Character Traits of the Spiritual Life: Selflessness or Unselfishness

Character Traits of the Spiritual Life:

Selflessness or Unselfishness

Richard Hollerman

In the Old Testament, Isaiah tells of the tragic condition of the human race: “All of us like sheep have gone astray, each of us has turned to his own way” (53:6; 1 Peter 2:20).  Those who are out of Christ go their “own way” and this self-chosen way is not God’s way.  While unbelievers may manifest certain altruistic traits, God says that they allow “self” to rein in their life.  It has been observed that I, me, my, and myself are found more than 40 times in Ecclesiastes 2:1-11.  Solomon was focused on himself but came to see that this kind of life was “vanity and striving after wind” (2:26).  He came to see that only focusing on God could provide the answer to life (12:13-14).[i][i]

When one comes to Christ for salvation, he heeds the Savior’s call, “If anyone wishes to come after Me, he must deny himself, and take up his cross and follow Me” (Mark 8:34).  One must deny himself and allow Christ to direct his life.  Paul describes this as a crucifixion of self and a death to sin (Romans 6:2, 6).  We “lay aside the old self” and “put on the new self” (Ephesians 4:22-24; cf. Colossians 3:9).  This involves an entirely different reorientation of life, one that is different from the ways of the world.

Paul describes the change of focus when we come to Christ: “The love of Christ controls us, having concluded this, that one died for all, therefore all died; and He died for all, so that they who live might no longer live for themselves, but for Him who died and rose again on their behalf” (2 Corinthians 5:14-15).  Notice particularly the fact that we are no longer to “live” for ourselves, but are to live for Christ.  We do this because of the marvelous, transforming “love of Christ”!  Paul commended Timothy, his young “son” in the faith, saying, “They all seek after their own interests, not those of Christ Jesus” (Philippians 2:21).  This is the orientation of the world—seeking our own interests.  The apostle writes, “Let each of you look not only to his own interests, but also to the interests of others” (Philippians 2:4, ESV).  Again, we see that our orientation changes.  We focus on Christ and because of this we can focus on the needs of others.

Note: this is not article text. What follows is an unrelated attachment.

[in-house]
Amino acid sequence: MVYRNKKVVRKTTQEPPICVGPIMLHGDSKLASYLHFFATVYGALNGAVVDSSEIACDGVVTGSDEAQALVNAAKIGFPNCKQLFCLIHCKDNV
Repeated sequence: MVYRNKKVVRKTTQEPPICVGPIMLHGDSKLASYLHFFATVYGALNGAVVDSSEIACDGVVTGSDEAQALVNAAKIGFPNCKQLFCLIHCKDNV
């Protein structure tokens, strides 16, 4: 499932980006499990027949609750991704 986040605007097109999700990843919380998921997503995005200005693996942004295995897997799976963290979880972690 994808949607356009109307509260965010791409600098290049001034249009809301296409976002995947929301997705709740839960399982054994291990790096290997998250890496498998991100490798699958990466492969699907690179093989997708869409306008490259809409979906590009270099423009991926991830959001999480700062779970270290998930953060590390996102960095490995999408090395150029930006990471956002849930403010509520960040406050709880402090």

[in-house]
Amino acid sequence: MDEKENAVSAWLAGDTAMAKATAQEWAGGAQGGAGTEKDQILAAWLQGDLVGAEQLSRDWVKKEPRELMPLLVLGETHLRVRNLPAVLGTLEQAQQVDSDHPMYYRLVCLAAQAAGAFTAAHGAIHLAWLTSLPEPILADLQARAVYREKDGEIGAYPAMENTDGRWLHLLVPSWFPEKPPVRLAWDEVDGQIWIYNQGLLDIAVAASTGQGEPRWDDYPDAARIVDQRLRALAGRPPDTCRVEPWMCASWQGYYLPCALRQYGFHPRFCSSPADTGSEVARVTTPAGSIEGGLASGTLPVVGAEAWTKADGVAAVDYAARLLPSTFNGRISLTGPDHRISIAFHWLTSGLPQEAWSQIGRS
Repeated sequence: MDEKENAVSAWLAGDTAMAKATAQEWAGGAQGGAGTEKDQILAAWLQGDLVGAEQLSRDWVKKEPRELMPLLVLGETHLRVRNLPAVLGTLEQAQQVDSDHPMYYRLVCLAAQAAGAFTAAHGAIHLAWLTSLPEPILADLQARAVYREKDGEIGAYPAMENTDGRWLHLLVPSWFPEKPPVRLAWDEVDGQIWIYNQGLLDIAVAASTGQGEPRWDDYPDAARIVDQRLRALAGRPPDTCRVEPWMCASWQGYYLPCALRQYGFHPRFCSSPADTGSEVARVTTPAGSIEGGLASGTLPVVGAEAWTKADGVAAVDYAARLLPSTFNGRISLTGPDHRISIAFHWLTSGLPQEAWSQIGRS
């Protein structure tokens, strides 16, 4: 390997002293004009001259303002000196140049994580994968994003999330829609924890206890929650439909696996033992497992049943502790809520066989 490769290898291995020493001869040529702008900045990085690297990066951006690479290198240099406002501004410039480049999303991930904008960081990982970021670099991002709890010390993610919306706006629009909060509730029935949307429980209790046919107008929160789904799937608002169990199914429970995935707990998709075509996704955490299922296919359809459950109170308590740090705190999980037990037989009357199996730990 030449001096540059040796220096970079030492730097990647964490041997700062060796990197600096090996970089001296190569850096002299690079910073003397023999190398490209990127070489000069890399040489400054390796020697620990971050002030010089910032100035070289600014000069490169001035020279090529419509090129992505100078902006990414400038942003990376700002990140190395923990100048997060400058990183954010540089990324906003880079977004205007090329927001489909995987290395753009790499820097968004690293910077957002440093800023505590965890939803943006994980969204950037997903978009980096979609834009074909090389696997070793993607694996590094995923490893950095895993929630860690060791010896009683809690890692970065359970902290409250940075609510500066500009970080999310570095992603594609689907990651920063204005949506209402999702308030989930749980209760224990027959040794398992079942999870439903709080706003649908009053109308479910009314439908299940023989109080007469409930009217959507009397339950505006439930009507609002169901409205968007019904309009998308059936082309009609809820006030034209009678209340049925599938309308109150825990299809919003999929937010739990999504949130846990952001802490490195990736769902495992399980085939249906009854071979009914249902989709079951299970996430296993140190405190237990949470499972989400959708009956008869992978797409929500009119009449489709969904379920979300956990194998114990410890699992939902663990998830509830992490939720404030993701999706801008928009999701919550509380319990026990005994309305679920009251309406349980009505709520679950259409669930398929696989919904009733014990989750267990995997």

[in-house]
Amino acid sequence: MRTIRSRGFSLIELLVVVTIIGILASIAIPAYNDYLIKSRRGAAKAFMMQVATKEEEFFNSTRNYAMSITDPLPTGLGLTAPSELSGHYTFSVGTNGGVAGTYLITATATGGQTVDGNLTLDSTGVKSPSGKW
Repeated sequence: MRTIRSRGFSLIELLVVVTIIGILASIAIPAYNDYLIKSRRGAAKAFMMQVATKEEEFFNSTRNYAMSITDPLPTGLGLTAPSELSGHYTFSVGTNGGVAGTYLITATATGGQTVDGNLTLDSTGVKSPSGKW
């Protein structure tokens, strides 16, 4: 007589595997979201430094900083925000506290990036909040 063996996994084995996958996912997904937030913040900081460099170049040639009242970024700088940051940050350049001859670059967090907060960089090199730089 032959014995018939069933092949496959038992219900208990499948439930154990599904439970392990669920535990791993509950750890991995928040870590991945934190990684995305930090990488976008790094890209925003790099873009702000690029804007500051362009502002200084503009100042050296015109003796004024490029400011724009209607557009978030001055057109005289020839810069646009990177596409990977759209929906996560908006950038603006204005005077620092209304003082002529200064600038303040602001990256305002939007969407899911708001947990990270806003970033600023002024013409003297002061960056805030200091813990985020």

Selfishness is “caring only or chiefly for oneself; concerned with one’s own interests, welfare, etc., regardless of others,” “characterized by or manifesting concern or care only for oneself.”[ii][ii]  This is the trait that God saves us from and replaces it with an interest on God and Christ Jesus (primarily) as well as an interest in others.  Obviously there is a hierarchy here, for our concern should be for other brothers and sisters in God’s family (cf. Galatians 6:9-10; 1 Thessalonians 5:15), but it extends out to unsaved unbelievers and even enemies (Luke 6:27-28; Romans 12:17-21).

Are we unselfish or selfless in our relationships?  Do we love our husband or wife and relate to him or her unselfishly?  Do we bless and train our children unselfishly?  Do we care for and honor our parents unselfishly?  Do we have a selfish attitude regarding our physical brothers and sisters, or do we respond to them unselfishly?  Are you unselfish on the job, regarding the other as worthy of your time and attention?  Do you unselfishly help and bless your neighbors—perhaps helping with their lawn work, or helping with household jobs, or lending them a tool?  Do we cook or bake a food item and share this with friends and acquaintances?  All of this should help us to determine how selfish or how unselfish we are with our time, our possessions, our finances, and our interest.


[i][i] What Does the Bible Say About (Nashville: Thomas Nelson, 2001), p. 361.

[ii][ii] Random House Webster’s College Dictionary




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